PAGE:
Alexander McNabb is a prolific writer, speaker and social networker from Great Britain who has relished — and shared — his life in the UAE with audiences for two decades.
Blogger Alexander McNabb is at no loss for words
DUBAI // Whether Alexander McNabb is writing his blog, working on his latest novel, broadcasting on the radio or running his public relations firm, words are his medium and enthusiasm his asset.
When he started his Fake Plastic Souks almost four years ago, he decided to stand by his convictions. Unlike other bloggers who remain anonymous, such as the writer of Secret Dubai Diary - whose blog was blocked following a number of satirical posts about life in the UAE - he put his name to the project.
"I feel strongly that we have to take responsibility for our actions and words," said the 46-year-old Brit. "I don't think there is any point in being strident without owning up to your voice. Your identity and your opinion are one and the same.
"I didn't [start the blog] for exposure," he continued. "But at the same time I wasn't going to hide behind anonymity, like other Dubai bloggers at the time."
While McNabb's blog is frank about bureaucratic difficulties and technological hiccups that can make up part of daily UAE life, it is honest and, by his own admission, he has enough respect for the country he has lived in for 20 years not to cross the line.
"I'm very old and I've been here since it was all sand," he said. "I'm of the old way of thinking that the people of the UAE are my hosts and I am the guest. Therefore, we are both obliged by a certain set of behaviours.
"By the same token, your best friend is someone who criticises you and points out your faults. That is the stance I take when I blog."
The blog led to a weekly spot on Dubai Eye, the radio station at 103.8 FM where he has co-presented Techno Tuesdays with the announcer, Jessica Swann, since last spring.
McNabb and his Irish wife, Sarah, have lived in Sharjah since 1993. They met during a business trip he took to Dubai five years earlier with a subsidiary of ITP publishing house back in London.
After they married, he got a job as a publisher in Dubai and she worked in Sharjah as a primary school teacher.
He spent the next few years writing for magazines before starting an inhouse publication for Spinneys supermarket chain and finally BBC Gulfwise, which was a lifestyle and culture magazine about cooking and entertainment.
In 1997, he went into public relations, taking a management position at SpotOn PR, which was started by Carrington Malin, the man who ran GITEX — the Dubai computer and electronics trade show — in 1994.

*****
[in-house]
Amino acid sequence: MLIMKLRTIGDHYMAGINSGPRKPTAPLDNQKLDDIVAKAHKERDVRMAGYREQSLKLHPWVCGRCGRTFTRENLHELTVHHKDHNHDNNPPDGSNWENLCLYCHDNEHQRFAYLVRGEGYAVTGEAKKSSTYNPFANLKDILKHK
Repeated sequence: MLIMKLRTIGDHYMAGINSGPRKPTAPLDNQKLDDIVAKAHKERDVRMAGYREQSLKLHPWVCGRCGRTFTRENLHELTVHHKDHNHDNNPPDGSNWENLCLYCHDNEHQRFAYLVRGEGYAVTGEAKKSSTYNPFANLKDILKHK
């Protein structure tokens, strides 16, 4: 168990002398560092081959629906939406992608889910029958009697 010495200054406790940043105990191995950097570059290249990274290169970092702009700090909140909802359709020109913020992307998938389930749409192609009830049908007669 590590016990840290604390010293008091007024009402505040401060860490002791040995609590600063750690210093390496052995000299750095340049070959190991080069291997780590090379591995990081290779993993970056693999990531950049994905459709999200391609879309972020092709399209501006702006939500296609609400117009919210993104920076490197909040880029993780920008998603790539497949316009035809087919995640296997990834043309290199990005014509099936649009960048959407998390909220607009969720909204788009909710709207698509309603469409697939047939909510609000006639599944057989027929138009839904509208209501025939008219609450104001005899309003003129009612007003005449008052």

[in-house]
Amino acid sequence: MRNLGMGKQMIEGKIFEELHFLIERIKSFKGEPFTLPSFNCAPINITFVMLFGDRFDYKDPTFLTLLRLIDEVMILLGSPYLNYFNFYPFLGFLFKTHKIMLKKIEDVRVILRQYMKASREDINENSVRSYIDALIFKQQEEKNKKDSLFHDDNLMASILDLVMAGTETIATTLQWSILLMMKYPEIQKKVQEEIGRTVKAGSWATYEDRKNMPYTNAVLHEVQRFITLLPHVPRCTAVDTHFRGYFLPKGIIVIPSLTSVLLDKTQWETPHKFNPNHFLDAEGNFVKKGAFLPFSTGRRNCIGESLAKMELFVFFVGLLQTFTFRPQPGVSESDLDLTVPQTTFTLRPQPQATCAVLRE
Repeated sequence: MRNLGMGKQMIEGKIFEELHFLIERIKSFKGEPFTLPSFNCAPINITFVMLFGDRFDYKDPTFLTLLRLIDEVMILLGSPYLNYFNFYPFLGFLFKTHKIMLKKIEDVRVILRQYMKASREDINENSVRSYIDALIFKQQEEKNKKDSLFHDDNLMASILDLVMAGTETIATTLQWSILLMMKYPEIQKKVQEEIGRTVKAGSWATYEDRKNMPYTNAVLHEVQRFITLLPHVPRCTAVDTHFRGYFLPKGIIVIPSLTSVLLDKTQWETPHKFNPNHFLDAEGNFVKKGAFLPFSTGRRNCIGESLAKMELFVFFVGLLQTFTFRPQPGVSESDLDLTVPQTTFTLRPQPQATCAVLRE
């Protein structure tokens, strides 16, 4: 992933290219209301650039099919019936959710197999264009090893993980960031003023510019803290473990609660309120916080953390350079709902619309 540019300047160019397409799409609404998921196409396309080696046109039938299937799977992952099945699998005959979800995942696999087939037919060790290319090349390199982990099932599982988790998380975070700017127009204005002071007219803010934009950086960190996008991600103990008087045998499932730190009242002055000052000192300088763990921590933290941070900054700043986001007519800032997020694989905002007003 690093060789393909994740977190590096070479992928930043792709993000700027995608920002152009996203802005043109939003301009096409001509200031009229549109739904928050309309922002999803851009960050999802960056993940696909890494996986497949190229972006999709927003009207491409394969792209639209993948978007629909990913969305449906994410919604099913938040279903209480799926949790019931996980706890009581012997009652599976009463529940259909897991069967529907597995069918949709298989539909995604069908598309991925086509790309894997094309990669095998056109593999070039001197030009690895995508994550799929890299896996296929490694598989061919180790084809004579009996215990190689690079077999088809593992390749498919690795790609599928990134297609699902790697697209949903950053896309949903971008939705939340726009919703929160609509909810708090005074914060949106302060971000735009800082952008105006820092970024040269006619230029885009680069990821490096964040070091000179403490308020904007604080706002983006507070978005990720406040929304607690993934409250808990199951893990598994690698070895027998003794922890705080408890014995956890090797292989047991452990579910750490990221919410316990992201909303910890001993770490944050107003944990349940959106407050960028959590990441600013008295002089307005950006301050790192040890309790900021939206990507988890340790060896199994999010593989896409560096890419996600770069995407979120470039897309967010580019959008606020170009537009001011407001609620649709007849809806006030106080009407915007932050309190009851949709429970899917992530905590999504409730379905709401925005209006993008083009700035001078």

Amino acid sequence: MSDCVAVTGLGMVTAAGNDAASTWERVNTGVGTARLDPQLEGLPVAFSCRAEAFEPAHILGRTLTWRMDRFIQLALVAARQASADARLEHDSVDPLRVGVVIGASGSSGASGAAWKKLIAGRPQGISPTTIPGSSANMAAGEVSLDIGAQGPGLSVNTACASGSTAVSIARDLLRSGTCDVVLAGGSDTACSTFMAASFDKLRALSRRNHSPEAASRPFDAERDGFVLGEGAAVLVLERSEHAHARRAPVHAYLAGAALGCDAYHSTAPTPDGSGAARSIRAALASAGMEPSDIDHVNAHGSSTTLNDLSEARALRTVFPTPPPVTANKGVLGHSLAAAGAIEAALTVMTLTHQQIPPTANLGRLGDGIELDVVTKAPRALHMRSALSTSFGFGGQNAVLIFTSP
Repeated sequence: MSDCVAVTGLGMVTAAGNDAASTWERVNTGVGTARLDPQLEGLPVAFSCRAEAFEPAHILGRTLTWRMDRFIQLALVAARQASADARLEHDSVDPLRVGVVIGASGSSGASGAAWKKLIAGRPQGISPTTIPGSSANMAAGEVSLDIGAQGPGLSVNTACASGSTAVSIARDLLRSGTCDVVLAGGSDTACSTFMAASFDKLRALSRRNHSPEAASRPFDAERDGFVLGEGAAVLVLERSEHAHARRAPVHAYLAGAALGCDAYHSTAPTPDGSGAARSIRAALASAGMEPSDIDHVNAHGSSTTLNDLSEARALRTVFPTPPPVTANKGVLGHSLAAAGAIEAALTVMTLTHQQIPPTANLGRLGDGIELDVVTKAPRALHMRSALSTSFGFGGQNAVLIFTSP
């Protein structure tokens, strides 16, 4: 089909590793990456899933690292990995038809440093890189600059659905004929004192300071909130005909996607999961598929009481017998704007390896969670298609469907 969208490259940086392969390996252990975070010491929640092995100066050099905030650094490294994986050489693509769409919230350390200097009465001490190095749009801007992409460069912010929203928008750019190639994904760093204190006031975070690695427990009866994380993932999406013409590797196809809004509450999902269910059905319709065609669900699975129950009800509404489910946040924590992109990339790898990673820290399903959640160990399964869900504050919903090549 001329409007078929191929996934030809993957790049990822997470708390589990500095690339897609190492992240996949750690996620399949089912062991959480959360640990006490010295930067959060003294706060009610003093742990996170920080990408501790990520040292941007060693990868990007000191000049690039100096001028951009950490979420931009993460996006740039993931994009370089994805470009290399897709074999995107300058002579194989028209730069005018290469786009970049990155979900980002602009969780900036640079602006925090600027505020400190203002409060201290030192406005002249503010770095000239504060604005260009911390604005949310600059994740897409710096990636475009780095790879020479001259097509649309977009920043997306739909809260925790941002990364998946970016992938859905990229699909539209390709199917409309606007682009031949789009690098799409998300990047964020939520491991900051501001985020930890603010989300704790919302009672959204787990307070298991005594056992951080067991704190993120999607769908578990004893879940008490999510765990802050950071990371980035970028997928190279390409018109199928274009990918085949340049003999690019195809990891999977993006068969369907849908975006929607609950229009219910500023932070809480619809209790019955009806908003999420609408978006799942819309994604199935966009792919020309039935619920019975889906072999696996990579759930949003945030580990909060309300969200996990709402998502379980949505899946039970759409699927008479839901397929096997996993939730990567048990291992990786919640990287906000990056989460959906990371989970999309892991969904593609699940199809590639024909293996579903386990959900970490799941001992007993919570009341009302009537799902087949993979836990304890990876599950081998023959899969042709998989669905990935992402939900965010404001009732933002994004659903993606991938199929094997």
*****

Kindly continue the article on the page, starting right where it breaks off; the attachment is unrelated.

Not satisfied with having to curtail his passion for writing, he wrote his first novel, Space, in 2002.
In 2009, by the time he was a prolific blogger, he had completed his second novel, Olives, and had been rejected by 75 literary agents.
"The biggest challenge for me at the moment is getting a book published," he said. "I'm angry about it; it's something I really want to achieve.
"Then of course, the question is will it last or will it get remaindered."
It was in 2009 that he founded GeekFest, a get-together for the online community. GeekFest was first hosted at The Shelter, a community work space in Dubai that nurtures social interaction and small-business creation.
GeekFest was formed with the help of Shadia Zahid, the former curator at The Shelter, to provide a gathering spot for "the digital people of Dubai".
"We did nothing more than pick a date and a time and talk about it on social media and it grew from there," he said.
Now there are regular GeekFests in Dubai, Abu Dhabi, Cairo, Alexandria, Amman, Beirut, Damascus and this year, there are plans for Doha and Ramallah.
"I take no credit for GeekFest; it just happened," he said. "People approach us and ask if they can host one and I just say, 'Yes.' The only rule is there are no rules."
Abdulla al Suwaidi, a 20-year-old Emirati who blogs and podcasts under the name You There, Speak!, is a GeekFest regular. He said he understands McNabb's reluctance to be recognised for launching the concept, but he doesn't agree.
"It's a simple idea, which if he hadn't thought of, somebody else would. But he's one of those people who actually went ahead and did it; he walked the walk and for that I think he deserves credit."
Nagham Akileh, a 26-year-old social media executive from Australia who also attends GeekFest, showed her respect for McNabb, also.
"Talking to Alex is always interesting as well as never-ending," she said. "I don't know if he will ever run out of words - from his blog to the radio show to Twitter and the books he writes, it's amazing."
Meanwhile, McNabb has just completed his third novel, Beirut, an intricate love story pitched against the background of internet transactions, nuclear missiles and a fictional president of Lebanon.
He said he is driven to writing about the Middle East to humanise the people of the region, who are so frequently misunderstood.
This desire is spurred on by a love for the region, which happened when his feet first touched the soil of Saudi Arabia in 1986 and only grew later in the UAE, the country where he has chosen to spend nearly half his life.
"I will never get this place out of my blood, it's too late. Even if I leave, I will still feel connected to it."